Like many people who grow up Latinx, I was raised in a Roman Catholic household. While our household was divided about religion, my father is Baptist, my mother Catholic, my sisters and I were raised in my mother’s religious beliefs. Ones where Sunday school was mandatory, masses were rife with long services, and confessions and consumption of Eucharist and wine were tradition. I sang in our church’s choir, acted as an altar server and helped out at the church on days my parents went to mass.
For the most part, I liked church.
I’ve always felt the beauty of church architecture to be undeniable, the traditional structure of their buildings, the concept of Saints always gripped me with fascination, and much to my peers’ surprise I even enjoyed going to mass. It helped that attendance was almost always sealed with the sweet deal of after-mass doughnut. Still, despite all of what I enjoyed about church, even at a young age, I made my disbeliefs and skepticisms about the bible known. So much so that I began to build a reputation with my childhood church teachers as being a bit “rebellious”. I ended up getting kicked out of many Sunday school classes for voicing my opinions. It’s easy for me to recall the first time I was asked my a teacher to leave class. I was in first grade and when I required a deep disdain for a church nursery song we’d sing about the love we have for Jesus. There was a line that went “I got that love of Jesus in my heart. And if the Devil doesn’t like it he can sit on a tack!”
As a kid, I refused to sing that line and one day a teacher noticed and asked me why. I told her that it didn’t make sense to me, why would I want to be mean to the devil? Shouldn’t I show him kindness and teach him that God could love him too again if he said sorry? I remembered a lesson where if we were truly sorry about something and apologize to God, he would forgive us no matter what. I figured if I show the kindness God showed me to the Devil, he would realize he needed to be good and say ‘sorry’ to God. And then once God forgave him, all the bad things in the world would go away. My teacher didn’t quite see the logic in response and I soon find myself standing outside of the class.
I was nervous to tell my mom who was also a Sunday school teacher in the classroom next door, to my surprise she wasn’t angry, actually, she was quite pleased. It didn’t take much thought on her part to think about my answer and support my thoughts on my faith.
My mom isn’t like most Catholics, while she’s devout in her faith, she has always let her children believe what that want and question everything.
No doubt her experience fleeing Cuba, a country where indoctrination was well and alive, had a role in her belief that people, especially her children, should be able to think how they please. She wanted her children to be freethinkers, ones who’d voice their opinions despite popular opinion and most certainly in the face of extremism. Of course, she wanted us to love and know God like her, but she encouraged us to think critically.
My mother met her biggest challenge of understanding how to raise me when I turned ten years old.
At that time I went through a traumatic event that involved the disability I was born with. As a result, I spent longer than I have had before in the hospital, a whole summer plus three months on my sixth-grade year. With all that was happening with my health and my family only being able to “comfort” me through prayer, it made me resent them and my faith. One day as my mom was mopping the floor in the sala, I walked up to her and told her I no longer believed in God. I told her that God would have never put me in the position of getting, that my pain and trauma had to mean that, he and her faith couldn’t possibly be real. It saddened her to hear, but she didn’t attempt to convince me otherwise or correct me. She accepted me. I didn’t have to believe in him. This went on for a few years, and not once did my mom ever tell me to talk to God, to believe in him again nor did she pressure me to join her at mass. I expected her to be passive aggressive towards me about not believing but she never was. She was always open to me expressing my feelings about God as I wrestled with myself about him, giving me the best advice she could but made sure never to cross any boundaries. For her, it was important that I believed in God because in her heart she knew he would help me but it was just as important for her that I thought for myself and decided for myself what I needed, even if that meant without God.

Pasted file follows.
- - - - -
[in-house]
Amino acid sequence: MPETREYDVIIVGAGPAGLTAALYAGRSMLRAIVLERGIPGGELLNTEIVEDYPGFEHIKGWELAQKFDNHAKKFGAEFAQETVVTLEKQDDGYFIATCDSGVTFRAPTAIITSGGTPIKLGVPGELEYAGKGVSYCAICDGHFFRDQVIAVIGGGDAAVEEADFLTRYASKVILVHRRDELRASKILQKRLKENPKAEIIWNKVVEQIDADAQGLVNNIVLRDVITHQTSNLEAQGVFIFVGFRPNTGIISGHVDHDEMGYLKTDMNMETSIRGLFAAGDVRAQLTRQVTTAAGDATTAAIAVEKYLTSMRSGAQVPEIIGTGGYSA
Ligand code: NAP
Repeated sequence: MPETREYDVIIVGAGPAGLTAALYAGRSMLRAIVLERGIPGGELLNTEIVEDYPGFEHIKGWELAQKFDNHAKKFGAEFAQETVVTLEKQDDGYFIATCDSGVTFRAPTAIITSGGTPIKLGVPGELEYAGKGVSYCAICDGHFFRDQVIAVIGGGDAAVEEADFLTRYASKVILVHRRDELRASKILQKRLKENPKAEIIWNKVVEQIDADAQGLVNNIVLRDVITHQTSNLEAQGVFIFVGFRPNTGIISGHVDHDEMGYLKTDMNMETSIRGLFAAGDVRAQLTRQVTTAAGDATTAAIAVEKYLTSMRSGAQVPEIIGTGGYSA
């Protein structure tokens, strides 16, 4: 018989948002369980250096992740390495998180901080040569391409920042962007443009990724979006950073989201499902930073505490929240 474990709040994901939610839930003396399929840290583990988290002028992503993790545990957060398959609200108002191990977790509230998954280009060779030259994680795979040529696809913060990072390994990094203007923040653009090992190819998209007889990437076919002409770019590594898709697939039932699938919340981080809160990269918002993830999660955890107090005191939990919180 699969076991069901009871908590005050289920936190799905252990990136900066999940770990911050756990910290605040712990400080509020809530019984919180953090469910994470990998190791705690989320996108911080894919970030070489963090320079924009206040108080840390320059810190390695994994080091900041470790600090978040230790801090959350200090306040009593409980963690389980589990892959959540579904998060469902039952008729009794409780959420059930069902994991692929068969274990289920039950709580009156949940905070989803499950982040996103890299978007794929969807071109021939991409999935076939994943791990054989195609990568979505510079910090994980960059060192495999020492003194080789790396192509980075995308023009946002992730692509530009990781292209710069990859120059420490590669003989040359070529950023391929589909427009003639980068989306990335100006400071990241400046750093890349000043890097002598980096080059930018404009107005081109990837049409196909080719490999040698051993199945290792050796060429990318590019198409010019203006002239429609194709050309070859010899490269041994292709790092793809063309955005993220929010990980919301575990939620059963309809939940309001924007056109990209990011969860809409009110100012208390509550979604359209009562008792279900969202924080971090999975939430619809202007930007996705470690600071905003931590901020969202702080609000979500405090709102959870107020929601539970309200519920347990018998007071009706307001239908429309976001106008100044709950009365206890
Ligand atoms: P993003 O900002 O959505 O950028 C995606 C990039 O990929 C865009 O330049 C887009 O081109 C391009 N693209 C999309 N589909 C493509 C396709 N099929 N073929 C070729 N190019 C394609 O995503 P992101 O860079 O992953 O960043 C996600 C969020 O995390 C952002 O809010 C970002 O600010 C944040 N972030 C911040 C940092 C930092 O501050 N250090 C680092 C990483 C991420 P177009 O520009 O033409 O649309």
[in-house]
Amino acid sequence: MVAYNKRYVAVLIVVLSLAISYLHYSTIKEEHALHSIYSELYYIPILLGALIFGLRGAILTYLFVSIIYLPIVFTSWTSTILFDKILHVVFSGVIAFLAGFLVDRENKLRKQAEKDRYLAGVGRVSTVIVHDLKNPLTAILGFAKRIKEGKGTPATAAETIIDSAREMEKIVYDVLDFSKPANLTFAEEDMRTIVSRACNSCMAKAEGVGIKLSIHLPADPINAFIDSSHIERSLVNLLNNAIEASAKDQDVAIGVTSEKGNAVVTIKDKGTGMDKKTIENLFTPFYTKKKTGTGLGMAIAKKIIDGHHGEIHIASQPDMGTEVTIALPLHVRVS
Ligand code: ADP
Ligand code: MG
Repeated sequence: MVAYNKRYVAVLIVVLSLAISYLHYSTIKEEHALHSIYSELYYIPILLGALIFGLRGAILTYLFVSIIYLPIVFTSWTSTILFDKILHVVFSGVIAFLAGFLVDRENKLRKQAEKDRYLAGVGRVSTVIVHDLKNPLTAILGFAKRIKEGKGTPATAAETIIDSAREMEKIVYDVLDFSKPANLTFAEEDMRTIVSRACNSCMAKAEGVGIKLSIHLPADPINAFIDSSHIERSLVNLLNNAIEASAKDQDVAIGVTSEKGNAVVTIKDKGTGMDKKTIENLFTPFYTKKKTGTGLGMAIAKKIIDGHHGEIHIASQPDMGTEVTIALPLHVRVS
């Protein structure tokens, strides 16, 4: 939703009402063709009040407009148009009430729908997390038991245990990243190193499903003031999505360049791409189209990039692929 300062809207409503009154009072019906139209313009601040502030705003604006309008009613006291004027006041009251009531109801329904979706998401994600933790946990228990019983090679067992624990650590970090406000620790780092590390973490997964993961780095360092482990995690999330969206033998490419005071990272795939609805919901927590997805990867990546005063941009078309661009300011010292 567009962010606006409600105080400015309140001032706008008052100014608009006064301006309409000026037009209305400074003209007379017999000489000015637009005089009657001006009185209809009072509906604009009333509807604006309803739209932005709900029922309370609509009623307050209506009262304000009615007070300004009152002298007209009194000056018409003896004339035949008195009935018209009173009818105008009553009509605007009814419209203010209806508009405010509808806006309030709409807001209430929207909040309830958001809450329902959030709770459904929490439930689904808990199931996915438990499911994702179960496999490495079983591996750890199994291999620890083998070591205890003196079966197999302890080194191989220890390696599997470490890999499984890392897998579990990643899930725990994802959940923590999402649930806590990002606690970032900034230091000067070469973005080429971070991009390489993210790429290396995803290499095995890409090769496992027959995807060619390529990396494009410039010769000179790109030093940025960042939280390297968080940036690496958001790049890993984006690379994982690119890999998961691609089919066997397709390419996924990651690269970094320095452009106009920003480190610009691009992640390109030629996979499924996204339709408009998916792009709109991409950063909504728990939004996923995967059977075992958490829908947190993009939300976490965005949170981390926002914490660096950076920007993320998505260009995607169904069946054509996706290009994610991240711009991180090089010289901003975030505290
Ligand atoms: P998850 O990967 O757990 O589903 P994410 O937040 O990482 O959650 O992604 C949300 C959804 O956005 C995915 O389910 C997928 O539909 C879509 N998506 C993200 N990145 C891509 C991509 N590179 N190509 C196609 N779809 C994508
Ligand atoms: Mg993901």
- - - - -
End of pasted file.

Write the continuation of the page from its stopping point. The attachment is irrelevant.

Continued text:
Eventually, I decided on my own that I believed in God.
I have made my own choice to let God be a part of my life in a way that works for me, on my own terms. My relationship with my faith has become very personal and I always feel grateful to my mother for giving me the freedom to find the path that I found myself with my beliefs today. My mother, without me realizing it gave me the backbone and the foundation I needed to make my own choices, not just about my beliefs, but how I pursue my life. Although she was met with frustration and misunderstanding from her peers and family for her decision to allow me to have this journey, she knew to respect me and my views was the right thing for her to do for me. Today I view my mother is a strong Catholic Cuban, and I’m so grateful that she gave me the strength that I have today to find my own way in my life, career, and feelings related to faith.